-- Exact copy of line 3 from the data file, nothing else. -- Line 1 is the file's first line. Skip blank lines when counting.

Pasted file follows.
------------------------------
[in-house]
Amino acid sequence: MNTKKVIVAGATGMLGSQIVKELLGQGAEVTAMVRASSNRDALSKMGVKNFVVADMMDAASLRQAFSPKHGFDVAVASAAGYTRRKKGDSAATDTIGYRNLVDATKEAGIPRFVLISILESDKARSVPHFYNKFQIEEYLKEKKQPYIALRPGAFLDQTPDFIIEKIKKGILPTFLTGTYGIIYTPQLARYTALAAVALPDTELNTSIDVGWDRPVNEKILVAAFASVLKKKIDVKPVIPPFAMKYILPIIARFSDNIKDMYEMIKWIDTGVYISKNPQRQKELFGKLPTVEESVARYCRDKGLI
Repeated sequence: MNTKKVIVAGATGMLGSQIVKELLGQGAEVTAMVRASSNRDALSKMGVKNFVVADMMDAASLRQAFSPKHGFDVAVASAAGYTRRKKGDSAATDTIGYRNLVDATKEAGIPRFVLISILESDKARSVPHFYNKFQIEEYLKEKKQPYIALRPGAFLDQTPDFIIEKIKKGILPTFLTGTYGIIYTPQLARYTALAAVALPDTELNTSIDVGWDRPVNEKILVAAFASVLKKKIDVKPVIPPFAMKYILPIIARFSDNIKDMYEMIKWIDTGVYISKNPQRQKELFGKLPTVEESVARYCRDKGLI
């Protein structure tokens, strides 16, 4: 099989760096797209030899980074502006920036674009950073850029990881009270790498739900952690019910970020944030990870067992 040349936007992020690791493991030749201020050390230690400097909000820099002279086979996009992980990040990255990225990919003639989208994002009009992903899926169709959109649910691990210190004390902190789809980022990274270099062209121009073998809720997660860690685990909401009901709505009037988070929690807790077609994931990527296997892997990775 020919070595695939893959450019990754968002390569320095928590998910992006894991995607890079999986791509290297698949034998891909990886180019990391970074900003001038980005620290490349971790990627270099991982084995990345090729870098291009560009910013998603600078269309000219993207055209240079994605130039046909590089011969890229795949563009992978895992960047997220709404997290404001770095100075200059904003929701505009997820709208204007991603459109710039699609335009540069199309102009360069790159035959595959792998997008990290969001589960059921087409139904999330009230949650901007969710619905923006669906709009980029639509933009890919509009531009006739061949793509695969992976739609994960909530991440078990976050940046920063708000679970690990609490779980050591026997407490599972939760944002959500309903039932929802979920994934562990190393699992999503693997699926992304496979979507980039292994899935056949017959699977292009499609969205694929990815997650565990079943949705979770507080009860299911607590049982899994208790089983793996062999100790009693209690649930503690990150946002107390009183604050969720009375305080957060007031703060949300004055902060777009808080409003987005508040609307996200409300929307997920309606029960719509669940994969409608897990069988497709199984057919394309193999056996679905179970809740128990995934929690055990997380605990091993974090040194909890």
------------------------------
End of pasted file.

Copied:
Repeated sequence: MNTKKVIVAGATGMLGSQIVKELLGQGAEVTAMVRASSNRDALSKMGVKNFVVADMMDAASLRQAFSPKHGFDVAVASAAGYTRRKKGDSAATDTIGYRNLVDATKEAGIPRFVLISILESDKARSVPHFYNKFQIEEYLKEKKQPYIALRPGAFLDQTPDFIIEKIKKGILPTFLTGTYGIIYTPQLARYTALAAVALPDTELNTSIDVGWDRPVNEKILVAAFASVLKKKIDVKPVIPPFAMKYILPIIARFSDNIKDMYEMIKWIDTGVYISKNPQRQKELFGKLPTVEESVARYCRDKGLI